Growing concerns over radiation cause several countries to ban or impose restrictions on the import of Japanese products, with Hong Kong, one of Japan's key food export markets, becoming the first.
Several countries ban the import of Japanese products amid growing scares of food radiation
More countries have joined the list of nations shunning Japanese food imports on Thursday amid growing scares of radiation in food. The ban applies to dairy products, fruit and vegetables from five prefectures near the Fukushima No 1. nuclear plant, hit by the powerful quake and tsunami on March 11, followed by a series of explosions and fires.
In Hong Kong, one of Japan's key food export markets, shoppers and diners have been deserting Japanese produce en masse hitting hard the sushi outlets and shops there. "For sure I will avoid buying Japanese products - like vegetables, mushrooms and fish," Jane Shum, a retiree in her 50s told AFP. "Businesses here are affected a great deal. No one is buying Japanese products."
Radiation levels in spinach and milk from farms near Fukushima exceed safety limits
Shoppers were showing little interest, even though Japanese chains APITA and Jusco, as well as Japanese restaurants in the city were giving hefty discounts on fruits and vegetables imported before the ban came into effect. Housewife Irene Wong says she would avoid any Japanese food. "I am definitely choosing food products from places other than Japan," says the 65-year-old.
The city's Food and Environmental Hygiene Department ordered the ban Wednesday after vegetable samples from Japan showed traces of radioactive iodine as much as 10 times above recommended levels. Meat, poultry and seafood will also be banned unless first given safety clearance from Japanese officials, the Hong Kong government has said.
Restrictions in other nations
Besides Hong Kong, the United States, Canada and Australia are among leading markets to ban certain Japanese food imports, including seaweed and seafood, milk, dairy products, fresh fruit and vegetables. France has also urged the European Union to introduce "systematic controls" on Japanese food, while South Korea is considering banning food shipments from areas near the quake-damaged plant.
The usually packed Japanese restaurants in China are now seeing less customers
Russia has banned imports from four Japanese regions - Fukushima, Ibaraki, Tochigi and Gunma - amid concerns about radiation from the damaged nuclear plant. The country’s consumer protection agency head Gennady Onishchenko was quoted by the Interfax news agency as saying: "We have given orders to fully ban the use of food products which have been brought into Russia after March 11," adding that foods from these four provinces would now be stopped at the border even without radiation checks.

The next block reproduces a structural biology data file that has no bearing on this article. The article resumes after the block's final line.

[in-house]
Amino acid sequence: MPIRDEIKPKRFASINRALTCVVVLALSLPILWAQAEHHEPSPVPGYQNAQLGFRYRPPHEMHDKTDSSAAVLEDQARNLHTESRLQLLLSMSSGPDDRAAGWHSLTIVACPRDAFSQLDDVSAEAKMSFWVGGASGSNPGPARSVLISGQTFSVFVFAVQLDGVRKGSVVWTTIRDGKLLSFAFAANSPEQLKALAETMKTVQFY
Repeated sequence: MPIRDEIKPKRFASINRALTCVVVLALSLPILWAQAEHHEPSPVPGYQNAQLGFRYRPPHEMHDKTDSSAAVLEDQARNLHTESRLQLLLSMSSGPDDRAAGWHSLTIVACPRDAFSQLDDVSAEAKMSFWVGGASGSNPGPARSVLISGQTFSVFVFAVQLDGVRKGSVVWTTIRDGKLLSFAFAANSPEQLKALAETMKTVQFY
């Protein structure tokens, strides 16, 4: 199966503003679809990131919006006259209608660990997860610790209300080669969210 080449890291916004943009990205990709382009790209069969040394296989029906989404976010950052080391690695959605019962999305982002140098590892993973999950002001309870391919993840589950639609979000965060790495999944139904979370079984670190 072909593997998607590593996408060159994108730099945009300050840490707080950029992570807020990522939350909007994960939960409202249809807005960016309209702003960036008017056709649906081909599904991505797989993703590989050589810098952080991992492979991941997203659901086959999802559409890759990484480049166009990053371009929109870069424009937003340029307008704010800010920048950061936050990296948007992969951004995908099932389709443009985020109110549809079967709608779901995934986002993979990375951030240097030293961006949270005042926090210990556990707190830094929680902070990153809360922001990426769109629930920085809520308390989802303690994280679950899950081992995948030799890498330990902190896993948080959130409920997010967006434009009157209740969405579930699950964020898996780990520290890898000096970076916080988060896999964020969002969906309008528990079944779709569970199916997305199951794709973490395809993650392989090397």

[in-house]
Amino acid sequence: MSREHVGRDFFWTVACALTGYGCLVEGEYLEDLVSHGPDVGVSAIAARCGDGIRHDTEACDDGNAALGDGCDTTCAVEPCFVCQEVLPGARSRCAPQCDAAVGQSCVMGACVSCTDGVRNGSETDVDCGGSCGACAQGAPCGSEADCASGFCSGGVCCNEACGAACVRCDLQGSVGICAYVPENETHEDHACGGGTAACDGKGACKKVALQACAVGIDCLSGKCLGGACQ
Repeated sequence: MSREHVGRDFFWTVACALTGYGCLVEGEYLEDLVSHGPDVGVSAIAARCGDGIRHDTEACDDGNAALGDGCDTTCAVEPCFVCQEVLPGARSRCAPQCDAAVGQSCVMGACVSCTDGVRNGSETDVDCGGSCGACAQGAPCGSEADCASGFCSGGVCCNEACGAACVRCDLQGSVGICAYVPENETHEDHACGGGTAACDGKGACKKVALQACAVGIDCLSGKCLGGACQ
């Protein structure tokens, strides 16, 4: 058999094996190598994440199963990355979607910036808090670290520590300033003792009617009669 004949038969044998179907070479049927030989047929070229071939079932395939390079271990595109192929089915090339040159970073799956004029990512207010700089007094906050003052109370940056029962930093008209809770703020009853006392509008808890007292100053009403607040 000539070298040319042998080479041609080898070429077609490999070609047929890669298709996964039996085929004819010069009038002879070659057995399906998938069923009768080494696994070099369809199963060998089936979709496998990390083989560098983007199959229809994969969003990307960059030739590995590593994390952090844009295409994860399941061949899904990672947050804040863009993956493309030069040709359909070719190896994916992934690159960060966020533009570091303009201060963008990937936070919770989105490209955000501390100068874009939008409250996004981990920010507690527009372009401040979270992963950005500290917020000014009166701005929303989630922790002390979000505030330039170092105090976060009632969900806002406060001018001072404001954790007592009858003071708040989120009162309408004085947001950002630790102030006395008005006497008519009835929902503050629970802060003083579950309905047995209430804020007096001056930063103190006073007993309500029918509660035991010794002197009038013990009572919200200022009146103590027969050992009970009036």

Singapore has also suspended imports of milk products and other food items from the same four prefectures. Thailand is testing all fruit and vegetable imports from Japan for possible radiation contamination, Pipat Yingsaree, secretary-general of Thailand's Food and Drug Administration told the Reuters.
China and Malaysia are also testing all consignments from Japan. Taiwan's Fisheries Agency has advised local boats not to fish in Japanese waters after radiation was detected in the sea around the Fukushima nuclear plant. The agency will check all catches on fishing boats returning from Japanese waters and destroy any catches with radioactivity exceeding permitted limits.
Food safety - an additional dimension of the emergency
Japan's government has also halted shipments of untreated milk and vegetables from Fukushima and three adjoining prefectures, and stepped up radiation monitoring at another six, covering areas bordering Tokyo.
Japanese shops and sushi bars have been the hardest hit in many countries
A joint statement issued in Geneva by three UN agencies reads: "Food safety issues are an additional dimension of the emergency," pledging they are "committed to mobilizing their knowledge and expertise" to help Japan.
"Food monitoring is being implemented, measurements of radioactivity in food are taking place, and the results are being communicated publicly," say reports the International Atomic Energy Agency, World Health Organization, and Food and Agriculture Organization.
At the Fukushima site, three workers were exposed to at least 170 millisieverts when they stepped into a puddle of water that reached the skin on their legs despite their radiation suits.
Sherpem Sherpa (AFP/AP/Reuters)
Editor: Sarah Berning